Graphic designers use their art, technology and typography skills to communicate advocacy, consumer or educational messages. Keep reading to learn more about degree programs, course topics, job growth and salary potential for graphic designers.
Graphic designers use a variety of visual techniques to express a particular message or image that a company or client is trying to portray. Most graphic designers are skilled at using a computer, as well as image editing and Web design software. If you're a creative and visually oriented individual who enjoys working independently, then a career in graphic design might be a good fit for you.
The U.S. Bureau of Labor Statistics (BLS) reported that jobs in graphic design were expected to increase by a slower-than-average rate of 7% between 2012 and 2022. While print-based graphic designers will experience a decline in openings during the same 10-year period, professionals in the computer systems design industry can look forward to a dramatic 35% growth in employment from 2012-2022. According to the BLS, graphic designers earned a median annual salary of $44,830 in May 2013 (www.bls.gov).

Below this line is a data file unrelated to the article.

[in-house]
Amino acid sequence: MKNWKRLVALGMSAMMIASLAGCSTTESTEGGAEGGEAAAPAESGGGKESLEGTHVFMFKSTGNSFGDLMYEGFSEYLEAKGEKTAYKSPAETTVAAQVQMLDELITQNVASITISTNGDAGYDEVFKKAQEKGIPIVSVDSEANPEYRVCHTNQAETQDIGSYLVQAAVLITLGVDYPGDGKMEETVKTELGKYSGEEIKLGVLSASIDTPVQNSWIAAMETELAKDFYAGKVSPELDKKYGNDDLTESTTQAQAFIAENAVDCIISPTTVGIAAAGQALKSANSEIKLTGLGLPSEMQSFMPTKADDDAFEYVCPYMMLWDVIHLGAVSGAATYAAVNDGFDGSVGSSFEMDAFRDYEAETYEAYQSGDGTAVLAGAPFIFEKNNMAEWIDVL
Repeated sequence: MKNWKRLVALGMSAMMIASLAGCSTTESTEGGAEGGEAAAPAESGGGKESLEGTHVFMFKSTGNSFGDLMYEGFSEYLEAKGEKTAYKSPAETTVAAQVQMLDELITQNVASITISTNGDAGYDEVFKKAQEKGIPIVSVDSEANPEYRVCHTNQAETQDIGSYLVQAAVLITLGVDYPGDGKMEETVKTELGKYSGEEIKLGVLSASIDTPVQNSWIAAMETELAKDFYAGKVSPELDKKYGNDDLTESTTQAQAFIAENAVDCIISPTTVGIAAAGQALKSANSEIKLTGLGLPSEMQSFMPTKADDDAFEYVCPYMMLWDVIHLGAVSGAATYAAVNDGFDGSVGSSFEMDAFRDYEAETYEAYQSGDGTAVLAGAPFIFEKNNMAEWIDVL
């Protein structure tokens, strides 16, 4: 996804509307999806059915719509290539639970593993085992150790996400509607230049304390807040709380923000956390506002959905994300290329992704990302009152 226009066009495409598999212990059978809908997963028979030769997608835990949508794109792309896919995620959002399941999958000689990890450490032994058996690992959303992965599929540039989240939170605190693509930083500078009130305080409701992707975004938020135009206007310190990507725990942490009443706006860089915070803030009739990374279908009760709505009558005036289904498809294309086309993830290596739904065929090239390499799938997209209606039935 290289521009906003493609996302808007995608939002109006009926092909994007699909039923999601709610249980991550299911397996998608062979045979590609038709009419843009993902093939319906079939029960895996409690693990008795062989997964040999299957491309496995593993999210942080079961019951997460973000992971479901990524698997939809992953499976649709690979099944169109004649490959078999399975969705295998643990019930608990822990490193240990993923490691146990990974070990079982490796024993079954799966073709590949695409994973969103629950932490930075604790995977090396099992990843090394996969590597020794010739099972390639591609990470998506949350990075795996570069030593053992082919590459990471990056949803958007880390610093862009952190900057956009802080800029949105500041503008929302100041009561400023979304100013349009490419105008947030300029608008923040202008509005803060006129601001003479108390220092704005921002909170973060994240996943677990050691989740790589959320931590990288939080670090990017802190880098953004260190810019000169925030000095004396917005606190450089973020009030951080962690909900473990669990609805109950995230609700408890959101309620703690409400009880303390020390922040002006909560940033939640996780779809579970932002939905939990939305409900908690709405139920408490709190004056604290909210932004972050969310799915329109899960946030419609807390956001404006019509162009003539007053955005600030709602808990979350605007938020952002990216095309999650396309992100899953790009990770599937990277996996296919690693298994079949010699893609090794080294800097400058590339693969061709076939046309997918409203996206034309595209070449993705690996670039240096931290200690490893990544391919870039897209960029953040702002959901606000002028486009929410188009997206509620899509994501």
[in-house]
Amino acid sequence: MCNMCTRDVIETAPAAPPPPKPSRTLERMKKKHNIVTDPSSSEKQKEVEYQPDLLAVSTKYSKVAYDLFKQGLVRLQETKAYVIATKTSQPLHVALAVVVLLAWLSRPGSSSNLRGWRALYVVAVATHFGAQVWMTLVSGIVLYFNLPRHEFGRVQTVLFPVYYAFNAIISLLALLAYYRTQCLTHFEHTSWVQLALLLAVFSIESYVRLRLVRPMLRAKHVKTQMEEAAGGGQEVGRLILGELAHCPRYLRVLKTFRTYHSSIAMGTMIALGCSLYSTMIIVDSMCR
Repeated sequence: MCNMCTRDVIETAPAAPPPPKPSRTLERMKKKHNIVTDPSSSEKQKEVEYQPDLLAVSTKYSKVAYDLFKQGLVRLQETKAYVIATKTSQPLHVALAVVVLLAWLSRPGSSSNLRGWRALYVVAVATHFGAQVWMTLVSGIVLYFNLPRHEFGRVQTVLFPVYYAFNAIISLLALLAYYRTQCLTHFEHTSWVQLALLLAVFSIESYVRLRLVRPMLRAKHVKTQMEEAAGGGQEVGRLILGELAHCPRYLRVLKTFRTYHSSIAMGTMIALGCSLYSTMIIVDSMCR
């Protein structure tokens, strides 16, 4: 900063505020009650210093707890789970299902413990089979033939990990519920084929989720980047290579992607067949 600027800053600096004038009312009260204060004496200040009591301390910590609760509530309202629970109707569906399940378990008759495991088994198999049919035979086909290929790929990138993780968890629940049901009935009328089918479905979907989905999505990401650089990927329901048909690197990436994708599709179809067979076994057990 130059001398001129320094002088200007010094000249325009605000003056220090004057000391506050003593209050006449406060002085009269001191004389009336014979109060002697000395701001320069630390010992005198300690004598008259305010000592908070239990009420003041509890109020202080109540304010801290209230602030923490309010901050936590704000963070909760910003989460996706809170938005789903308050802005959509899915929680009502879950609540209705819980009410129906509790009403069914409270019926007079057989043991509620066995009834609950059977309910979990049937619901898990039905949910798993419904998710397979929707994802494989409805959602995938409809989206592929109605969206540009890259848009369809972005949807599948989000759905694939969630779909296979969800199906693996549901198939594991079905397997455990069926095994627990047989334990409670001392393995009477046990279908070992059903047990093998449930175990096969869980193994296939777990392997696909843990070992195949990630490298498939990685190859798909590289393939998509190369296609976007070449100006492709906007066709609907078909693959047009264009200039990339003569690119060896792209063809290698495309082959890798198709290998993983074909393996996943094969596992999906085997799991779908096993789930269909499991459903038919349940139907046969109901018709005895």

Some of the highest paid positions in graphic design may include design director and corporate design supervisor. Graphic designers who have completed a degree program in graphic design and gained a few years of experience may have the best opportunities for advancement.
Most employers prefer graphic designers who have completed some postsecondary education. A bachelor's degree in graphic design is usually required for most entry-level jobs, although an associate degree in the same field of study may be sufficient for some positions. Although uncommon, a master's or doctoral program in graphic design can help you prepare for an academic or teaching position. Additional education in business or marketing can be useful if you wish to eventually operate your own design company.
A graphic design curriculum typically includes topics in logo and Web design, design history, layout and typography. You'll also learn how to use common industry design software, such as Adobe InDesign, Illustrator and Photoshop. Individual programs may provide opportunities for internships and the chance to acquire some hands-on skills in the field. Graduation requirements can include the development of a professional portfolio.